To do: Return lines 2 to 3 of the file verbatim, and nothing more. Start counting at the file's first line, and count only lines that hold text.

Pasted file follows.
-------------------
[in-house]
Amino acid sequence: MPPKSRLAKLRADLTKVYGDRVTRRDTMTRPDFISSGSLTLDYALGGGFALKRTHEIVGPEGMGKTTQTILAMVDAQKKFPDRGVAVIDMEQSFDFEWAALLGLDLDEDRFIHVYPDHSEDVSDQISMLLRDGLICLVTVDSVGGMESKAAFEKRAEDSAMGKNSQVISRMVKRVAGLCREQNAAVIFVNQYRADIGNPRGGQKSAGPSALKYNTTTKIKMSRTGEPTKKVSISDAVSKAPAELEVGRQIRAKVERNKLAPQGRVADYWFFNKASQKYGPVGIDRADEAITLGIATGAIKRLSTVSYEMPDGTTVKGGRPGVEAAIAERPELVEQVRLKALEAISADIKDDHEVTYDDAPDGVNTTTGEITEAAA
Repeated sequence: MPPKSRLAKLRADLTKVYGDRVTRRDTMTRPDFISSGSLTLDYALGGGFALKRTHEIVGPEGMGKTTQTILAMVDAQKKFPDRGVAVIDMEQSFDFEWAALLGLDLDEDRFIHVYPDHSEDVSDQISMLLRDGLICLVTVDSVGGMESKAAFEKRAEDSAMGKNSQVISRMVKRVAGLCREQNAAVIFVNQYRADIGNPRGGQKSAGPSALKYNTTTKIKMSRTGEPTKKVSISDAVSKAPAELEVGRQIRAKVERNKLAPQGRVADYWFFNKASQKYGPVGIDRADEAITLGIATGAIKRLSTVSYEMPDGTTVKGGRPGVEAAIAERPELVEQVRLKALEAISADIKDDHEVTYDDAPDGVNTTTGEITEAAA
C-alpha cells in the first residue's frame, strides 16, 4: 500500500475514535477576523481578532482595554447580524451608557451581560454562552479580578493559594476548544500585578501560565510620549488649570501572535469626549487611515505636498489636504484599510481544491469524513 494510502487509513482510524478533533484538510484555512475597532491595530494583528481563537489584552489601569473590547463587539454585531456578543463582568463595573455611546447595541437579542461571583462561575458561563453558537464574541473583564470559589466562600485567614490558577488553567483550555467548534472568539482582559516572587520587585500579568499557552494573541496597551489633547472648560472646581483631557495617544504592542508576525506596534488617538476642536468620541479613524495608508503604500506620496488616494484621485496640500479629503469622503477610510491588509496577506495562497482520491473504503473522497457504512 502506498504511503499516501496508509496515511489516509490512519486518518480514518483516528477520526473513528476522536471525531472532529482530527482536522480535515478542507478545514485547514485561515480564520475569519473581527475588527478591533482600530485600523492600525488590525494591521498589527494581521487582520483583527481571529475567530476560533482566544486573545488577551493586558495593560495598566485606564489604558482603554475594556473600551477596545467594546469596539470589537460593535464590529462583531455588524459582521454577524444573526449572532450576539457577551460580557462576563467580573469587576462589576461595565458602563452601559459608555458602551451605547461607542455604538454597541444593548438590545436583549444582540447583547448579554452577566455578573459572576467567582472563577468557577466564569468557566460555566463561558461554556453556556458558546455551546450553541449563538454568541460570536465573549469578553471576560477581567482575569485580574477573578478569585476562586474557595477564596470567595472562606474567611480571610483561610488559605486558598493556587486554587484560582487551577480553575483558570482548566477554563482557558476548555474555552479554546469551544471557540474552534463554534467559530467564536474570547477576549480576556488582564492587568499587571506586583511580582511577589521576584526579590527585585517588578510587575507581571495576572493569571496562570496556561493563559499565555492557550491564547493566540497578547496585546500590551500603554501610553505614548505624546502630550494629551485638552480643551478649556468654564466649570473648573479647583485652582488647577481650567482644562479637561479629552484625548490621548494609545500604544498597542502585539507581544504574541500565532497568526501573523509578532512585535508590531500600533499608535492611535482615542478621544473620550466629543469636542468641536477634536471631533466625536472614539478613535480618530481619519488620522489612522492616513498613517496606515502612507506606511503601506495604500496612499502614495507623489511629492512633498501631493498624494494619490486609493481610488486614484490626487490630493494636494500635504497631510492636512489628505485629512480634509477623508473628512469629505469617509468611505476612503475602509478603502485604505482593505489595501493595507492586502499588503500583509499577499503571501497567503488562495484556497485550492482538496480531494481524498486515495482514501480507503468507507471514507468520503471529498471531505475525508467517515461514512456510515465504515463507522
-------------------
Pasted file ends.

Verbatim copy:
Amino acid sequence: MPPKSRLAKLRADLTKVYGDRVTRRDTMTRPDFISSGSLTLDYALGGGFALKRTHEIVGPEGMGKTTQTILAMVDAQKKFPDRGVAVIDMEQSFDFEWAALLGLDLDEDRFIHVYPDHSEDVSDQISMLLRDGLICLVTVDSVGGMESKAAFEKRAEDSAMGKNSQVISRMVKRVAGLCREQNAAVIFVNQYRADIGNPRGGQKSAGPSALKYNTTTKIKMSRTGEPTKKVSISDAVSKAPAELEVGRQIRAKVERNKLAPQGRVADYWFFNKASQKYGPVGIDRADEAITLGIATGAIKRLSTVSYEMPDGTTVKGGRPGVEAAIAERPELVEQVRLKALEAISADIKDDHEVTYDDAPDGVNTTTGEITEAAA
Repeated sequence: MPPKSRLAKLRADLTKVYGDRVTRRDTMTRPDFISSGSLTLDYALGGGFALKRTHEIVGPEGMGKTTQTILAMVDAQKKFPDRGVAVIDMEQSFDFEWAALLGLDLDEDRFIHVYPDHSEDVSDQISMLLRDGLICLVTVDSVGGMESKAAFEKRAEDSAMGKNSQVISRMVKRVAGLCREQNAAVIFVNQYRADIGNPRGGQKSAGPSALKYNTTTKIKMSRTGEPTKKVSISDAVSKAPAELEVGRQIRAKVERNKLAPQGRVADYWFFNKASQKYGPVGIDRADEAITLGIATGAIKRLSTVSYEMPDGTTVKGGRPGVEAAIAERPELVEQVRLKALEAISADIKDDHEVTYDDAPDGVNTTTGEITEAAA